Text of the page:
TO KILL A MOCKINGBIRD AUDIO BOOK BY CHAPTER:
meritocracy: government or the holding of power by people selected on the basis of their ability. A ruling or influential class of educated or skilled people.
The American Dream is the belief that anyone, regardless of race, class, gender, or nationality, can be successful in America (rich) if they just work hard enough.
misogyny: dislike of, contempt for, or ingrained prejudice against women.
xenophobia: intense or irrational dislike or fear of people from other countries.
ephemeral: lasting for a very short time.
personification: a person, animal, or object regarded as representing or embodying a quality or concept; a figure intended to represent an abstract quality. Ex. Daisy as the embodiment of the American Dream (a concept).
intimation: an indication or hint.
Alliteration is when words that start with the same sound are put next to each other.
So what do we make of the The Great Gatsby ending? Why is there so much death? Why doesn’t anyone get their just comeuppance? Why do Gatsby, Myrtle, and George Wilson die? Why does Daisy go back to Tom? Why does no one come to Gatsby’s funeral?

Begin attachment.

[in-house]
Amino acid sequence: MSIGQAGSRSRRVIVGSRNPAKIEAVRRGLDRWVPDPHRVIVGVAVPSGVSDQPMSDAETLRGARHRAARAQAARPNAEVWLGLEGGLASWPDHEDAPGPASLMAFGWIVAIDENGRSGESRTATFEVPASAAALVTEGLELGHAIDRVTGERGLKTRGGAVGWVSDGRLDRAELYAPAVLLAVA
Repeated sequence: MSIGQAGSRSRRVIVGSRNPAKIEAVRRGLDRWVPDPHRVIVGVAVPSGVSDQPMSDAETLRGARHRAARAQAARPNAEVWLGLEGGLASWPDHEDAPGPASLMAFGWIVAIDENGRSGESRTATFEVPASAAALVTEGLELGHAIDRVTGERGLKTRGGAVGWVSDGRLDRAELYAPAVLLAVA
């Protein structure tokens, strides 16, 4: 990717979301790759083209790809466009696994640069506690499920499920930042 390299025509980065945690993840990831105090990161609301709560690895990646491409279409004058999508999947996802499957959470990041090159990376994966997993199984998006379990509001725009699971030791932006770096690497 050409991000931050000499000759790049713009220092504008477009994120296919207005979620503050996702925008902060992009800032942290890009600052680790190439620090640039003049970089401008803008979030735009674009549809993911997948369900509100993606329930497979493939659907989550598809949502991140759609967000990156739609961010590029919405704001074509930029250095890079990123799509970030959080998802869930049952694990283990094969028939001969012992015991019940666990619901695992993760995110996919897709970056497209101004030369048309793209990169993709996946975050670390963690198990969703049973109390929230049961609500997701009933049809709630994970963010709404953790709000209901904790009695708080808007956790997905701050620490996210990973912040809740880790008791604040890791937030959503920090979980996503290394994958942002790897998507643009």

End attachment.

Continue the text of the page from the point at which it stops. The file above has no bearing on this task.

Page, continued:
comeuppance: a punishment or fate that someone deserves.
Three ways to interpret how Fitzgerald wants us to take this idea that we are constantly stuck in a loop of pushing forward toward our future and being pulled back by our anchoring past.
If we go with the “heavy burden” meaning of the word “borne,” then this last line means that our past is an anchor and a weight on us no matter how hard we try to go forward in life. In this case, life only an illusion of forward progress. This is because as we move into the future, everything we do instantly turns into our past, and this past cannot be undone or done over, as Gatsby attempted.
This version of the ending says that people want to recapture an idealized past, or a perfect moment or memory, but when this desire for the past turns into an obsession, it leads to ruin, just as it lead to Gatsby’s. In other words, all of our dreams of the future are based on the fantasies of a past, and already outdated, self.
If, on the other hand, we stick with the “given birth to” aspect of “borne” and also on the active momentum of the phrase “so we beat on,” then the idea of beating on is an optimistic and unyielding response to a current that tries to force us backward. In this interpretation, we resiliently battle against fate with our will and our strength – and even though we are constantly pulled back into our past, we move forward as much as we can.
In the final version of the last line’s meaning, we take out the reader’s desire for a “moral” or some kind of explanatory takeaway (whether a happy or sad one). Without this qualitative judgment, this means that the metaphor of boats in the current is just a description of what life is like. In this way, the last line is simply saying that through our continuing efforts to move forward through new obstacles, we will be constantly reminded and confronted with our past because we can’t help but repeat our own history, both individually and collectively.
Activity in Color Symbolism; select a color and complete the activity below: